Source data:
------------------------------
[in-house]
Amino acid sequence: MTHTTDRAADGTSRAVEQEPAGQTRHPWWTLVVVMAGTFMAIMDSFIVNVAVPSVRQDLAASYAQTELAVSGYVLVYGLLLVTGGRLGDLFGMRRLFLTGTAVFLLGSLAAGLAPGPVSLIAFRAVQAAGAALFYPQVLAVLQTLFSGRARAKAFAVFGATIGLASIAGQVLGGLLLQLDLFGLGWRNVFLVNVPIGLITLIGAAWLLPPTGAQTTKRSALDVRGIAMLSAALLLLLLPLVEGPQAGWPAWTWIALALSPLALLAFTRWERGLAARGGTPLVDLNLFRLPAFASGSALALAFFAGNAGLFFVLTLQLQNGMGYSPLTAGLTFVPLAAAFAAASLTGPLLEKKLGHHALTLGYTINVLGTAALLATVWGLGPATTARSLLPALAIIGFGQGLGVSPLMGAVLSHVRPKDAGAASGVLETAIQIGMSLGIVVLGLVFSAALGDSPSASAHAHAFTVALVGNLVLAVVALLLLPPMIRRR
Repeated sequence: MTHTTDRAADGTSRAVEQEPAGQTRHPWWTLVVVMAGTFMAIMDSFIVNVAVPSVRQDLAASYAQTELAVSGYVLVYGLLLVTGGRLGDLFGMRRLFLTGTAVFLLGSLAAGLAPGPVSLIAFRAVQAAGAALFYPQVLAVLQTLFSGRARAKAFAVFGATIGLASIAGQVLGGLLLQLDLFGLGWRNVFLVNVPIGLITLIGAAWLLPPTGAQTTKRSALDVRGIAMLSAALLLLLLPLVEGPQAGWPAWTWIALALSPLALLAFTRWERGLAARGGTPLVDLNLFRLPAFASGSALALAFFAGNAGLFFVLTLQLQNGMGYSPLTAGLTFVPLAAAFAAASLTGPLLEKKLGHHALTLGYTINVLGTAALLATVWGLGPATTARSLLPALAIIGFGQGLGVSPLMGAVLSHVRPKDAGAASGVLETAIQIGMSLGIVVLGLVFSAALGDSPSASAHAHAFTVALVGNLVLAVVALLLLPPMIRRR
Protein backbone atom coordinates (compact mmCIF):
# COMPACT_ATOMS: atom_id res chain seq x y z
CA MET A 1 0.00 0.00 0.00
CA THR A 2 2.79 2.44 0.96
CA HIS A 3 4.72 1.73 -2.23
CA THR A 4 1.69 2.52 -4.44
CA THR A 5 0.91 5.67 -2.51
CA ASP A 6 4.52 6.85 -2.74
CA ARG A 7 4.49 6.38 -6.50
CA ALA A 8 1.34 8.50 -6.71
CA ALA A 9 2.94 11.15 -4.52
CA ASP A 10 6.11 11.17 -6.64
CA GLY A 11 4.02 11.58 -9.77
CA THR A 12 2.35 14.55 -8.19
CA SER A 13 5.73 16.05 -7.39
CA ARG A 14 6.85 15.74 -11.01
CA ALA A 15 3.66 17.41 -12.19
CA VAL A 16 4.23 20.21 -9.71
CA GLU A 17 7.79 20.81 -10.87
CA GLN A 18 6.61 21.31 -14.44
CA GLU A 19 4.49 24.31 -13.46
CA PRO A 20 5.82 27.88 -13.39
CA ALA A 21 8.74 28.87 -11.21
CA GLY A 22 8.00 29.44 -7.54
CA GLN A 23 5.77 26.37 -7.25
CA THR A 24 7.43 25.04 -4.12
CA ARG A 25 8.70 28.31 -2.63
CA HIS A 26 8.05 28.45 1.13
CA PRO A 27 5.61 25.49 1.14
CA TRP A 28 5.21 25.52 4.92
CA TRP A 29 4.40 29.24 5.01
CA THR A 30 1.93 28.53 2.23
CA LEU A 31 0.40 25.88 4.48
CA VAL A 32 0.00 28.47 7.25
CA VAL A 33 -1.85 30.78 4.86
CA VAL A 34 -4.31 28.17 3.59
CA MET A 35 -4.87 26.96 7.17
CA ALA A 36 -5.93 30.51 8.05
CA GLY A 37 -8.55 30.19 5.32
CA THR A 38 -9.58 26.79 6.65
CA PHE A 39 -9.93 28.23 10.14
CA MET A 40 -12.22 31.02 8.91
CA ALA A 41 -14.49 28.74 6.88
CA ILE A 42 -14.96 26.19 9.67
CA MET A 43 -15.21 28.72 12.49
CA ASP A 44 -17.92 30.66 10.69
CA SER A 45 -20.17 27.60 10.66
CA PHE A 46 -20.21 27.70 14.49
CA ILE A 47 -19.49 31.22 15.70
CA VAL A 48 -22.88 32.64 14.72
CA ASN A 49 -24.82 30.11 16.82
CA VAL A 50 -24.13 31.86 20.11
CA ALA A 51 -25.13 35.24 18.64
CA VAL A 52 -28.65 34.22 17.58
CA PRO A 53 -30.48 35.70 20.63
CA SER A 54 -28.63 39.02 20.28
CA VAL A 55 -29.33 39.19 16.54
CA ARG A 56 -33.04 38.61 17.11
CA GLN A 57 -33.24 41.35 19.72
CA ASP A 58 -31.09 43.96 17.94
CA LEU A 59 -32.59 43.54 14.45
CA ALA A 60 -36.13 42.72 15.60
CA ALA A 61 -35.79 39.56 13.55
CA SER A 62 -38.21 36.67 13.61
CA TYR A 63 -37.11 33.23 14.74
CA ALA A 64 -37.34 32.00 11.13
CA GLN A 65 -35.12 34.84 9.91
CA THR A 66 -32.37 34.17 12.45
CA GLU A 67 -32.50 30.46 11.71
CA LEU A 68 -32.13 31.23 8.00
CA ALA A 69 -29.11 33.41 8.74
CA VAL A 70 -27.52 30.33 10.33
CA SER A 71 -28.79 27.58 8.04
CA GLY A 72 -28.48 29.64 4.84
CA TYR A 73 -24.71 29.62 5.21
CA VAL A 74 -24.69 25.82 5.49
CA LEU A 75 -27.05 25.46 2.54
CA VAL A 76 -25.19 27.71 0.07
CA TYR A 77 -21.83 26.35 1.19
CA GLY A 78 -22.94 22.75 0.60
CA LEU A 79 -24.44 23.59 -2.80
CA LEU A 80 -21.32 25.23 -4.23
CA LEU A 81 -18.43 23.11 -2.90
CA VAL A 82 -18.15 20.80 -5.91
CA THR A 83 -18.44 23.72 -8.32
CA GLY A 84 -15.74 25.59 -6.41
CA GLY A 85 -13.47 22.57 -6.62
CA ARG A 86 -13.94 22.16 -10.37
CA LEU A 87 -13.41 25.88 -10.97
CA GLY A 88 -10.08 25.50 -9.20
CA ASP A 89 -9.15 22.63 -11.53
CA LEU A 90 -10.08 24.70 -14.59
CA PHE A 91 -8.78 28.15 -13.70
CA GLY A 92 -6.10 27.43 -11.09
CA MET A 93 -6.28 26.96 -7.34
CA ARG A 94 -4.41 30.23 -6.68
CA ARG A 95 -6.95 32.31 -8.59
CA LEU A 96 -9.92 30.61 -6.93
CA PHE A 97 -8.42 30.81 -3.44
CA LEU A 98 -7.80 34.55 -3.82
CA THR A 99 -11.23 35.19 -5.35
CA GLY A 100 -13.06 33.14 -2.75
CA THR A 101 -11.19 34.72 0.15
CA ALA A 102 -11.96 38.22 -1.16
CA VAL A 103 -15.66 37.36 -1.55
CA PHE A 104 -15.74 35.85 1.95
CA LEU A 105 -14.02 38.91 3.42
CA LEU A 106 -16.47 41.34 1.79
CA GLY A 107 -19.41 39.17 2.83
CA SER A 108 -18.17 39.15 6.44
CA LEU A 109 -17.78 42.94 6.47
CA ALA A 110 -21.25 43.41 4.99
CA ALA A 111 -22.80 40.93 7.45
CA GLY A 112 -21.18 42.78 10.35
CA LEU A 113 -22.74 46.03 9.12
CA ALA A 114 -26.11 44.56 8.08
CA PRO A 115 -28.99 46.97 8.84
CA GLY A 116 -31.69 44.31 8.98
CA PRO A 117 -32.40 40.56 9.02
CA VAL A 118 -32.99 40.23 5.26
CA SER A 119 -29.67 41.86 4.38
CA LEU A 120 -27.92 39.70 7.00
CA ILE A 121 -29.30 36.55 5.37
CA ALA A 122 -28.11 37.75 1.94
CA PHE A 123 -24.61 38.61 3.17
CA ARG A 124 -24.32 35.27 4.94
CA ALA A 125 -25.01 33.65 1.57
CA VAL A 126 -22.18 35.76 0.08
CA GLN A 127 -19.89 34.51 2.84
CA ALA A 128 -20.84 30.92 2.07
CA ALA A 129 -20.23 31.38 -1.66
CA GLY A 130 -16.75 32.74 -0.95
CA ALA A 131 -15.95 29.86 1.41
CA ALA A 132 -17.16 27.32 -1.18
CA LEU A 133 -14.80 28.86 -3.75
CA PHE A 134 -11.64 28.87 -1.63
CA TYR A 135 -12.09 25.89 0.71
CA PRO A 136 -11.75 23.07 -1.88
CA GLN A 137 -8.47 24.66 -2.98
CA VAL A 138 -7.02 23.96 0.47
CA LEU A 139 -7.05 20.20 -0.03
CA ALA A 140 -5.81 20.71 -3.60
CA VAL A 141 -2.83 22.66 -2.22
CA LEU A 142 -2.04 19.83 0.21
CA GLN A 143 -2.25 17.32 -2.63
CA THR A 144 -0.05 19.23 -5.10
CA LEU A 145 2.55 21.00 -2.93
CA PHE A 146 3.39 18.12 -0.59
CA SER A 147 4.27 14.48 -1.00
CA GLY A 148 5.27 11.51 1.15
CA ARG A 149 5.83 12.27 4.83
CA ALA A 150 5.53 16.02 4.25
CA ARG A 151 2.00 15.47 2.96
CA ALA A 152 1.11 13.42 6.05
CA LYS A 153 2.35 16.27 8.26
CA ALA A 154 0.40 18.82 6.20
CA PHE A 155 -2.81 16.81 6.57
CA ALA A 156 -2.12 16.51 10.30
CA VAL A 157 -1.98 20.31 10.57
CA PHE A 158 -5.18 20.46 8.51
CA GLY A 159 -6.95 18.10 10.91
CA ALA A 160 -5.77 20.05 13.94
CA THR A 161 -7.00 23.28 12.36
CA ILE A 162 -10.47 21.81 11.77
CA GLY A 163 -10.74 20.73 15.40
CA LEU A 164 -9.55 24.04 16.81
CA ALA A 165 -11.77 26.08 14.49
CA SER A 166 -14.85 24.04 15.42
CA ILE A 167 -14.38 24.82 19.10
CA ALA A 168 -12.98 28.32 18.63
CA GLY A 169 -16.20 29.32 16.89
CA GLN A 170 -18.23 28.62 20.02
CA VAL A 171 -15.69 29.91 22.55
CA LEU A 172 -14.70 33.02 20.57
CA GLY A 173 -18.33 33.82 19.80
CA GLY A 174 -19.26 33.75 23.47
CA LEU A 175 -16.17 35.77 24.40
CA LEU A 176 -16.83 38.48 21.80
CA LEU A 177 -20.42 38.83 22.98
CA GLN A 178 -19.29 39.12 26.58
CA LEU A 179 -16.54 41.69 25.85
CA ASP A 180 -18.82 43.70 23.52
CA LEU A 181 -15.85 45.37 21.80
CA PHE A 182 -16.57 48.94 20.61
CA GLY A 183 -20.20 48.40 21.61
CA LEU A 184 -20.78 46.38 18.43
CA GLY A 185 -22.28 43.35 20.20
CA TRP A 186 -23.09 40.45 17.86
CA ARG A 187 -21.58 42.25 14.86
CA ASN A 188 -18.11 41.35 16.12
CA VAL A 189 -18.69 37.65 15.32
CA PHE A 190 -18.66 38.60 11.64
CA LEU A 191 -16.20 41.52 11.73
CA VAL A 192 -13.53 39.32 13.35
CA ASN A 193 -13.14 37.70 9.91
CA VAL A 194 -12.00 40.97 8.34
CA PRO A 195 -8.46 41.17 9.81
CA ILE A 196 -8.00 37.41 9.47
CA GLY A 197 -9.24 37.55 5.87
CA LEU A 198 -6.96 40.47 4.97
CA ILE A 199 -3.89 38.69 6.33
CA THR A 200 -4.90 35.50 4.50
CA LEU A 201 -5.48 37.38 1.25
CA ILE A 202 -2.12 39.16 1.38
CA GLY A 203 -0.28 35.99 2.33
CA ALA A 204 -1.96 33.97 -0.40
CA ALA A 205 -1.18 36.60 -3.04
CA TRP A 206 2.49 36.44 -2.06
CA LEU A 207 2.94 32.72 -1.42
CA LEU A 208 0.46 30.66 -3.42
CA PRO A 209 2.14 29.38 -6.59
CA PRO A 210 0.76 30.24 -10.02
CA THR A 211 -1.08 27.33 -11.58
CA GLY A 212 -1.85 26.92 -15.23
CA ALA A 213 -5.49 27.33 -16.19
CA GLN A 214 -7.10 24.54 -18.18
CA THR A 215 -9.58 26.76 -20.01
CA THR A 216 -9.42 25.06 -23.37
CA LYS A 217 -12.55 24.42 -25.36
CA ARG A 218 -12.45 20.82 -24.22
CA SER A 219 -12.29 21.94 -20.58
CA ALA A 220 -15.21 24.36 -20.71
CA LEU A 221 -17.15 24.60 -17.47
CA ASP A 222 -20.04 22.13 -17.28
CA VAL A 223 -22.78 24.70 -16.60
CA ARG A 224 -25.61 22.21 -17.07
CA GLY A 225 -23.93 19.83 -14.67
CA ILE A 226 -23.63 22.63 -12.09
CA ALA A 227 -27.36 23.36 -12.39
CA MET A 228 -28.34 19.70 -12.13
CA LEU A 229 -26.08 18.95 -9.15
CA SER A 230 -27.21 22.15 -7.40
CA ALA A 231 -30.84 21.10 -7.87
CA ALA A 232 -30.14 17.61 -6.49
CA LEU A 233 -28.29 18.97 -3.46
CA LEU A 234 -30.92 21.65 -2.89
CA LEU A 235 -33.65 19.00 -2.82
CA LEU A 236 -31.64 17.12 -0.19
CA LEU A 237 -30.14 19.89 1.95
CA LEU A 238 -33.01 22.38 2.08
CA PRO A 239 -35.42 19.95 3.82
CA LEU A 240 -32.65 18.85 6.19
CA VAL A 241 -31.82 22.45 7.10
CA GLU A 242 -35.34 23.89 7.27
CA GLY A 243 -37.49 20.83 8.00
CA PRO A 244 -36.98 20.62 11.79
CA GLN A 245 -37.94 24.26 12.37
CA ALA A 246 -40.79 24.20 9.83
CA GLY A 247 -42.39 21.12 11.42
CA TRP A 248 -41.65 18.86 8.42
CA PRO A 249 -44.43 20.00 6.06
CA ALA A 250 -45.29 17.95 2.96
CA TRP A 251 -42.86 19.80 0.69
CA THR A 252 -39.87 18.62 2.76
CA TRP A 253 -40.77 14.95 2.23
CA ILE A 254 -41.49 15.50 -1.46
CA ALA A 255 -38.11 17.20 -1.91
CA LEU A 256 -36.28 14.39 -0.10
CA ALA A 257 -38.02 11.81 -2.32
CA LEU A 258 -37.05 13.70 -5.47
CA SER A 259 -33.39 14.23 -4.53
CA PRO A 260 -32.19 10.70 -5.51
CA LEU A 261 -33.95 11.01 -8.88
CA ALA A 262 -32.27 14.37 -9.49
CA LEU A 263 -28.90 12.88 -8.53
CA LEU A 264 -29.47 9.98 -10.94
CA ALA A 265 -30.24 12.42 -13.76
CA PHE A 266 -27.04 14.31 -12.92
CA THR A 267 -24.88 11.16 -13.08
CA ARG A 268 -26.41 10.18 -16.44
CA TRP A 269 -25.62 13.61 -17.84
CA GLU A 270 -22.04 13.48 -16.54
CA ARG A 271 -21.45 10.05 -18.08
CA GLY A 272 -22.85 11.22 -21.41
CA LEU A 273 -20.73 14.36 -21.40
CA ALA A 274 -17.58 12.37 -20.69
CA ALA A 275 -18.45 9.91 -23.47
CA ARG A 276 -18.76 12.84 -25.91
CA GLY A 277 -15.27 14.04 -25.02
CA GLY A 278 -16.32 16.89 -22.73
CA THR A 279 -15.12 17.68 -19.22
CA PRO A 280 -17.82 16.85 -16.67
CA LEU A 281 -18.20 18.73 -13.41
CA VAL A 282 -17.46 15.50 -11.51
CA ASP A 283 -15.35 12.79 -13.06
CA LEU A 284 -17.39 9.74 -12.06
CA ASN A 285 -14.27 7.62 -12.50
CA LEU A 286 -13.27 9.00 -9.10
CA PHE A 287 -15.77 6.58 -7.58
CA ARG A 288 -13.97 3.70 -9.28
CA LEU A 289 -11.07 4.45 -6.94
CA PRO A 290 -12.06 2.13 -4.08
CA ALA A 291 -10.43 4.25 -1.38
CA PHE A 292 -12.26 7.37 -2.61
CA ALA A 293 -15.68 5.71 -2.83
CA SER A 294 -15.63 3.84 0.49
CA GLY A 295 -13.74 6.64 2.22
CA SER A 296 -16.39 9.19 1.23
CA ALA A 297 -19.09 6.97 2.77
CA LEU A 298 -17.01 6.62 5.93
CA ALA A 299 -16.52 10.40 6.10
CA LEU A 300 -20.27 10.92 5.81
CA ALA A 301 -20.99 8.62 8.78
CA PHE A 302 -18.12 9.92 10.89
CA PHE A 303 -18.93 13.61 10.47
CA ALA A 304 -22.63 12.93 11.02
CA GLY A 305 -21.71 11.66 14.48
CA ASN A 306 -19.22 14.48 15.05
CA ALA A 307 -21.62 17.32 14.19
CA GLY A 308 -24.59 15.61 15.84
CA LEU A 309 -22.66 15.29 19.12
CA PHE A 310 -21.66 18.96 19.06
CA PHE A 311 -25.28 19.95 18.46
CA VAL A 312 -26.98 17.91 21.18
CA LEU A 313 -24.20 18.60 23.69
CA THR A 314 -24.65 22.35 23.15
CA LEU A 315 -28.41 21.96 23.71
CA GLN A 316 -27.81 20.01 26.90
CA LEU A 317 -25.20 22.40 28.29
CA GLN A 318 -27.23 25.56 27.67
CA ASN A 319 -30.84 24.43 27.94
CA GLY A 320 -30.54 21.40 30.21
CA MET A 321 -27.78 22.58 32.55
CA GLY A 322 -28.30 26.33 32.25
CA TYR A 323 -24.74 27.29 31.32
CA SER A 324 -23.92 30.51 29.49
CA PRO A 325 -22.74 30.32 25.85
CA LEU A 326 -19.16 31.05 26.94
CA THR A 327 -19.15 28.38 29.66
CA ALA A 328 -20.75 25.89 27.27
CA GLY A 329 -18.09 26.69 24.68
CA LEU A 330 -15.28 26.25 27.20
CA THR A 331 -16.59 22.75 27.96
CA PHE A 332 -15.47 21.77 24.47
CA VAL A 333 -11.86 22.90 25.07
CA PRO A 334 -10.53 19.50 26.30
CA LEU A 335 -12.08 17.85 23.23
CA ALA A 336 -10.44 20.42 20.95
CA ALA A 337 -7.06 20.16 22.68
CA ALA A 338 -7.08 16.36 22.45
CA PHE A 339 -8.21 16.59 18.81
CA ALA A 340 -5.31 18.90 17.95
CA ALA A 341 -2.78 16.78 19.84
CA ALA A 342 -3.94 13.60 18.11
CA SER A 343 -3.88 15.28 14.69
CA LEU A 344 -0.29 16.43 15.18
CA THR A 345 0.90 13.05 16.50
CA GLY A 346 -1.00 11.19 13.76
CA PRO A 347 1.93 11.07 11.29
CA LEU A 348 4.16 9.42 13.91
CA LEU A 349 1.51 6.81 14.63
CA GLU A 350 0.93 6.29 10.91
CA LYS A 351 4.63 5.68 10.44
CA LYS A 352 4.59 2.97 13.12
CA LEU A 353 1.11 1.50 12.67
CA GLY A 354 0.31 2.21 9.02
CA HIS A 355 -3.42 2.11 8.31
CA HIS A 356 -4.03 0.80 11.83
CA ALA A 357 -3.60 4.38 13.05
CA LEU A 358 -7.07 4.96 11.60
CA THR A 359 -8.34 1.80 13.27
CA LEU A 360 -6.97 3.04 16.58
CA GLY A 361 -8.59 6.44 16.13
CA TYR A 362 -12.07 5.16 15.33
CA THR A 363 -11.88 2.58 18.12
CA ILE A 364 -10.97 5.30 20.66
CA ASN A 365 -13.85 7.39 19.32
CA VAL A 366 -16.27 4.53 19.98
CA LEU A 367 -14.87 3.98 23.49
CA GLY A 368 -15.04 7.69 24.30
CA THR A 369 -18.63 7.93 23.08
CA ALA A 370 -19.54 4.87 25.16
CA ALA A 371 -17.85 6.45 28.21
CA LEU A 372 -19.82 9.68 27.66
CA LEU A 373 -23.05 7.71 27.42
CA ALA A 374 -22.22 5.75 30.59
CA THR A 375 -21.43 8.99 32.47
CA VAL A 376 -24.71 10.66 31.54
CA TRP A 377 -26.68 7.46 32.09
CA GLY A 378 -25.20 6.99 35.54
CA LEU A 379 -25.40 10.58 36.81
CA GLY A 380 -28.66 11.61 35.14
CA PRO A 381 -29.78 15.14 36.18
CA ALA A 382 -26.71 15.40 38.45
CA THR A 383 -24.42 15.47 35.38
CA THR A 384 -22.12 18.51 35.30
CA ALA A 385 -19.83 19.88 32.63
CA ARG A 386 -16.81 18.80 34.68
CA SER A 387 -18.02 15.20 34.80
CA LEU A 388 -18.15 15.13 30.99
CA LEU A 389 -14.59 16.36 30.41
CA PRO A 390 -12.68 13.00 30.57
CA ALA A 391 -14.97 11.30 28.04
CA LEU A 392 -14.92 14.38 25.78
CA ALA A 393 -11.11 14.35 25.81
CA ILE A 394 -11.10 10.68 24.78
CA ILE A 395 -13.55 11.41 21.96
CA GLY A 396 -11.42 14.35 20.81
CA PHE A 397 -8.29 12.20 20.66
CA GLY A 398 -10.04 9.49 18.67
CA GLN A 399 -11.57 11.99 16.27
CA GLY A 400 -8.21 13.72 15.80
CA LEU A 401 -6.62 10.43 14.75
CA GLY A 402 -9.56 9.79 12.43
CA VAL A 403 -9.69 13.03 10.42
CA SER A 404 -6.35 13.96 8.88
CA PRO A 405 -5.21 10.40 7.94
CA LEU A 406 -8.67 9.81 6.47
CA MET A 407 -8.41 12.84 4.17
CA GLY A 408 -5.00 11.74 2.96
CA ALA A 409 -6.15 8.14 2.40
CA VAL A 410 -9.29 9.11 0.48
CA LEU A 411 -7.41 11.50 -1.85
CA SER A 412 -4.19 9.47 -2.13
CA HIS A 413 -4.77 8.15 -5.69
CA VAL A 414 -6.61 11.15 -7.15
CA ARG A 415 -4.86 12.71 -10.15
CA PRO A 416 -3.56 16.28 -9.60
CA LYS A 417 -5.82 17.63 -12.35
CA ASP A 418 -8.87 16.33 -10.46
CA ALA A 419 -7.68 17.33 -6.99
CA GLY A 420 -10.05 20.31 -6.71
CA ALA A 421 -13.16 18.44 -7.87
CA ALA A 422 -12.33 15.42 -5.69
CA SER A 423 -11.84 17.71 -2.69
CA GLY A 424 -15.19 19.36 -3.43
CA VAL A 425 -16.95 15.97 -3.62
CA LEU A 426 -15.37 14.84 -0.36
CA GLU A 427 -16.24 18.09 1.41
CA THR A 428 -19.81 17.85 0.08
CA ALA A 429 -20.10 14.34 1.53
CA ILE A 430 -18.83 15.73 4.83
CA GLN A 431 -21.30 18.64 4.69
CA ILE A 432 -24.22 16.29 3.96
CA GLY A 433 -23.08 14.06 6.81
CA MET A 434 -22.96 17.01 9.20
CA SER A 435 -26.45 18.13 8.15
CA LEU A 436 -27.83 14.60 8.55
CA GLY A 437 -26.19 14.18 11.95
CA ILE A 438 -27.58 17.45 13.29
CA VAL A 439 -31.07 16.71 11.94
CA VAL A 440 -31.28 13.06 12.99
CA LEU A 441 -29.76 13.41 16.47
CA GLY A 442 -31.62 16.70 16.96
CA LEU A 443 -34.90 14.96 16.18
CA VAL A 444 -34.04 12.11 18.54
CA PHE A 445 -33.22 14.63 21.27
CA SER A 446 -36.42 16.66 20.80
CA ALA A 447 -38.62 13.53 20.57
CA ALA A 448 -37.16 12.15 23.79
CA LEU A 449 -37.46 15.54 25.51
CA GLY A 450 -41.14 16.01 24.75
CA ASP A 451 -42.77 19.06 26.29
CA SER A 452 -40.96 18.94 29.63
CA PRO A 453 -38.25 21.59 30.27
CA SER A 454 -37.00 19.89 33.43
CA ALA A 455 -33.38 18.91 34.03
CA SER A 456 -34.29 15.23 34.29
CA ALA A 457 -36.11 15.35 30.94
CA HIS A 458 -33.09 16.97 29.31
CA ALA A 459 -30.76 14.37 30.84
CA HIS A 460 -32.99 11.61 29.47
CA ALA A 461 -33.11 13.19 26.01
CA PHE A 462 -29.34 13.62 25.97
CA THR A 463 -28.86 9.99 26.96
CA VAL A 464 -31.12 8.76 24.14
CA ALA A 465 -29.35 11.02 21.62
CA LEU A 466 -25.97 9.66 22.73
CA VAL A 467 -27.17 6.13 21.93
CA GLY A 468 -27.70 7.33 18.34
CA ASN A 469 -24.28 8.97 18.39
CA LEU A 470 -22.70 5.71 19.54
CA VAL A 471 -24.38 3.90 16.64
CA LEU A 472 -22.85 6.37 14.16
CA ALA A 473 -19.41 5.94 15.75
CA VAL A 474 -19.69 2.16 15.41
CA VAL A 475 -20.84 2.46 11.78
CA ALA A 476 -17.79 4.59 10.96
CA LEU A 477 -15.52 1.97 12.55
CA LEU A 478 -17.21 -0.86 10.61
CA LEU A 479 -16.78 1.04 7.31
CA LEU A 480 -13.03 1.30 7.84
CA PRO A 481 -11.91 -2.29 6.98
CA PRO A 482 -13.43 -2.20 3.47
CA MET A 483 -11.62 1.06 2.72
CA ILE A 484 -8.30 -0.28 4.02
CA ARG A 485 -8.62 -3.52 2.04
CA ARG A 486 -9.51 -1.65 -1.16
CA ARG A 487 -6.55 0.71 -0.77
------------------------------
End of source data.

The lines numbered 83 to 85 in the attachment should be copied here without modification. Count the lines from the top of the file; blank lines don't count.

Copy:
CA GLY A 78 -22.94 22.75 0.60
CA LEU A 79 -24.44 23.59 -2.80
CA LEU A 80 -21.32 25.23 -4.23